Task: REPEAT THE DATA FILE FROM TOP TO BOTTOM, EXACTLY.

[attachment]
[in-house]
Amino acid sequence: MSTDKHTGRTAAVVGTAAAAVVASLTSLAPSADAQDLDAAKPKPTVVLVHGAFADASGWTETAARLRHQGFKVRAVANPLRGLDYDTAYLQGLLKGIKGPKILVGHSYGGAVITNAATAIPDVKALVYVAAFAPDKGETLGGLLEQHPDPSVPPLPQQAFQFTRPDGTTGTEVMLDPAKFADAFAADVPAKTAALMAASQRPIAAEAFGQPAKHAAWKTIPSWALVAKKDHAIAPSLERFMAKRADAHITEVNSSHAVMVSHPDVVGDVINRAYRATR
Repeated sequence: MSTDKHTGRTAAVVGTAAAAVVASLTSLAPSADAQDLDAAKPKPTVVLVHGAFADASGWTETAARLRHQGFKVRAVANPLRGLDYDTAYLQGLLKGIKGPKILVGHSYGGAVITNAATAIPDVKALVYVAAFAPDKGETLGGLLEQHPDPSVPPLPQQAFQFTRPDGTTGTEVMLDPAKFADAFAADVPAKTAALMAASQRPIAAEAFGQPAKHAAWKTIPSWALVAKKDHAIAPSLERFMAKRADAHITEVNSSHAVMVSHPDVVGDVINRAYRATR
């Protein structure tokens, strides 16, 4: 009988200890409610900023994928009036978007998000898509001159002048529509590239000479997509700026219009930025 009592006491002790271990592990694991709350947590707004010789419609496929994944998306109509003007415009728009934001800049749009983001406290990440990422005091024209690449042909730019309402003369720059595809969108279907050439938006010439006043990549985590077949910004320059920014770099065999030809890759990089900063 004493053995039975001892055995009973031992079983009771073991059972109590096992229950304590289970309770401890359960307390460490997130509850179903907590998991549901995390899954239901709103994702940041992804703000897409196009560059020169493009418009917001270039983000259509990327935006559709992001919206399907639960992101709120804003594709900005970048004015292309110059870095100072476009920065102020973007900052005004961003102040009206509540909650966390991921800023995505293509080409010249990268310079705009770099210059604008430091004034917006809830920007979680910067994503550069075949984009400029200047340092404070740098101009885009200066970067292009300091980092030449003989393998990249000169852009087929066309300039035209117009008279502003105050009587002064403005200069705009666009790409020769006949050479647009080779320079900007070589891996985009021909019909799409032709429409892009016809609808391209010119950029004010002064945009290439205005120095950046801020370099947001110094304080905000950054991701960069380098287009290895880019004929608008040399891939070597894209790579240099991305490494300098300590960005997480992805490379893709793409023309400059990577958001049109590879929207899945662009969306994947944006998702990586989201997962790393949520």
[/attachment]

[in-house]
Amino acid sequence: MSTDKHTGRTAAVVGTAAAAVVASLTSLAPSADAQDLDAAKPKPTVVLVHGAFADASGWTETAARLRHQGFKVRAVANPLRGLDYDTAYLQGLLKGIKGPKILVGHSYGGAVITNAATAIPDVKALVYVAAFAPDKGETLGGLLEQHPDPSVPPLPQQAFQFTRPDGTTGTEVMLDPAKFADAFAADVPAKTAALMAASQRPIAAEAFGQPAKHAAWKTIPSWALVAKKDHAIAPSLERFMAKRADAHITEVNSSHAVMVSHPDVVGDVINRAYRATR
Repeated sequence: MSTDKHTGRTAAVVGTAAAAVVASLTSLAPSADAQDLDAAKPKPTVVLVHGAFADASGWTETAARLRHQGFKVRAVANPLRGLDYDTAYLQGLLKGIKGPKILVGHSYGGAVITNAATAIPDVKALVYVAAFAPDKGETLGGLLEQHPDPSVPPLPQQAFQFTRPDGTTGTEVMLDPAKFADAFAADVPAKTAALMAASQRPIAAEAFGQPAKHAAWKTIPSWALVAKKDHAIAPSLERFMAKRADAHITEVNSSHAVMVSHPDVVGDVINRAYRATR
């Protein structure tokens, strides 16, 4: 009988200890409610900023994928009036978007998000898509001159002048529509590239000479997509700026219009930025 009592006491002790271990592990694991709350947590707004010789419609496929994944998306109509003007415009728009934001800049749009983001406290990440990422005091024209690449042909730019309402003369720059595809969108279907050439938006010439006043990549985590077949910004320059920014770099065999030809890759990089900063 004493053995039975001892055995009973031992079983009771073991059972109590096992229950304590289970309770401890359960307390460490997130509850179903907590998991549901995390899954239901709103994702940041992804703000897409196009560059020169493009418009917001270039983000259509990327935006559709992001919206399907639960992101709120804003594709900005970048004015292309110059870095100072476009920065102020973007900052005004961003102040009206509540909650966390991921800023995505293509080409010249990268310079705009770099210059604008430091004034917006809830920007979680910067994503550069075949984009400029200047340092404070740098101009885009200066970067292009300091980092030449003989393998990249000169852009087929066309300039035209117009008279502003105050009587002064403005200069705009666009790409020769006949050479647009080779320079900007070589891996985009021909019909799409032709429409892009016809609808391209010119950029004010002064945009290439205005120095950046801020370099947001110094304080905000950054991701960069380098287009290895880019004929608008040399891939070597894209790579240099991305490494300098300590960005997480992805490379893709793409023309400059990577958001049109590879929207899945662009969306994947944006998702990586989201997962790393949520």